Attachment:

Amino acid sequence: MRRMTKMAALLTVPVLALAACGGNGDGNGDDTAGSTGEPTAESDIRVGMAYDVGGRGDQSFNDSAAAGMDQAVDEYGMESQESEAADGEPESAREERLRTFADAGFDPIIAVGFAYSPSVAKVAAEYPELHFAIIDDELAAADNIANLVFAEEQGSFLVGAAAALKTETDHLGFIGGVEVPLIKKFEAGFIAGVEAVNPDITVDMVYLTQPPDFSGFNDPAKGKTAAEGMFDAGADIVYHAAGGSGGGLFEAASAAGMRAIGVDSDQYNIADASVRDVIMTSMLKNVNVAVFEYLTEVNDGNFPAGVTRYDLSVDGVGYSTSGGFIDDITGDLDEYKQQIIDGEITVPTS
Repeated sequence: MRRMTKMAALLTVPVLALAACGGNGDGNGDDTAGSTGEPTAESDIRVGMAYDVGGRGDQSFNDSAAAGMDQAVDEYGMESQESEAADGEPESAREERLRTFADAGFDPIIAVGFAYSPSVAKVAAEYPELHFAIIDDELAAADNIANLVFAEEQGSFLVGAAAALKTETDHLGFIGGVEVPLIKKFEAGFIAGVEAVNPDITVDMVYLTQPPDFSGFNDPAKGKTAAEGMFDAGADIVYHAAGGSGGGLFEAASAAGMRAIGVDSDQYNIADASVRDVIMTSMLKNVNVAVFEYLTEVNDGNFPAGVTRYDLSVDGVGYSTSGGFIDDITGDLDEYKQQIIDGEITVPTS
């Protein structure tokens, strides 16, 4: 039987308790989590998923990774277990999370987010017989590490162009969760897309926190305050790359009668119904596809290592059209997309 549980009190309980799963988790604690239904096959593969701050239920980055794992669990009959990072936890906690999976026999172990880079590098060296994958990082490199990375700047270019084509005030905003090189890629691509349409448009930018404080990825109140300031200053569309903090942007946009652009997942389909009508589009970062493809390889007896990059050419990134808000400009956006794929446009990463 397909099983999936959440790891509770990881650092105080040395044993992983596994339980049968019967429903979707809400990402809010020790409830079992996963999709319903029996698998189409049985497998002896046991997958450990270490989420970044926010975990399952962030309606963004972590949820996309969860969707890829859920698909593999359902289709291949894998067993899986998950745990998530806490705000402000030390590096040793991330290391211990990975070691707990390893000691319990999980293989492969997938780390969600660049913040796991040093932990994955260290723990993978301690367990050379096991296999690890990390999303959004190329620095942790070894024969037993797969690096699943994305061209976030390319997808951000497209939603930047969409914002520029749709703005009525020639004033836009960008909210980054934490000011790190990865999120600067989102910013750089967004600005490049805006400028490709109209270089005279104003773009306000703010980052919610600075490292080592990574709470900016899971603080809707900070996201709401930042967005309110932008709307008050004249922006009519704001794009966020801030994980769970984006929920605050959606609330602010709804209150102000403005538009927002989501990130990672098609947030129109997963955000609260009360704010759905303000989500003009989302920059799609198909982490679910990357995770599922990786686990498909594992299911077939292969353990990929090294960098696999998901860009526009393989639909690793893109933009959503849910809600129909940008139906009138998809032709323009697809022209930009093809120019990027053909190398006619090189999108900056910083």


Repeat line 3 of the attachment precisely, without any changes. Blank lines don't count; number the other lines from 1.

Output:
């Protein structure tokens, strides 16, 4: 039987308790989590998923990774277990999370987010017989590490162009969760897309926190305050790359009668119904596809290592059209997309 549980009190309980799963988790604690239904096959593969701050239920980055794992669990009959990072936890906690999976026999172990880079590098060296994958990082490199990375700047270019084509005030905003090189890629691509349409448009930018404080990825109140300031200053569309903090942007946009652009997942389909009508589009970062493809390889007896990059050419990134808000400009956006794929446009990463 397909099983999936959440790891509770990881650092105080040395044993992983596994339980049968019967429903979707809400990402809010020790409830079992996963999709319903029996698998189409049985497998002896046991997958450990270490989420970044926010975990399952962030309606963004972590949820996309969860969707890829859920698909593999359902289709291949894998067993899986998950745990998530806490705000402000030390590096040793991330290391211990990975070691707990390893000691319990999980293989492969997938780390969600660049913040796991040093932990994955260290723990993978301690367990050379096991296999690890990390999303959004190329620095942790070894024969037993797969690096699943994305061209976030390319997808951000497209939603930047969409914002520029749709703005009525020639004033836009960008909210980054934490000011790190990865999120600067989102910013750089967004600005490049805006400028490709109209270089005279104003773009306000703010980052919610600075490292080592990574709470900016899971603080809707900070996201709401930042967005309110932008709307008050004249922006009519704001794009966020801030994980769970984006929920605050959606609330602010709804209150102000403005538009927002989501990130990672098609947030129109997963955000609260009360704010759905303000989500003009989302920059799609198909982490679910990357995770599922990786686990498909594992299911077939292969353990990929090294960098696999998901860009526009393989639909690793893109933009959503849910809600129909940008139906009138998809032709323009697809022209930009093809120019990027053909190398006619090189999108900056910083």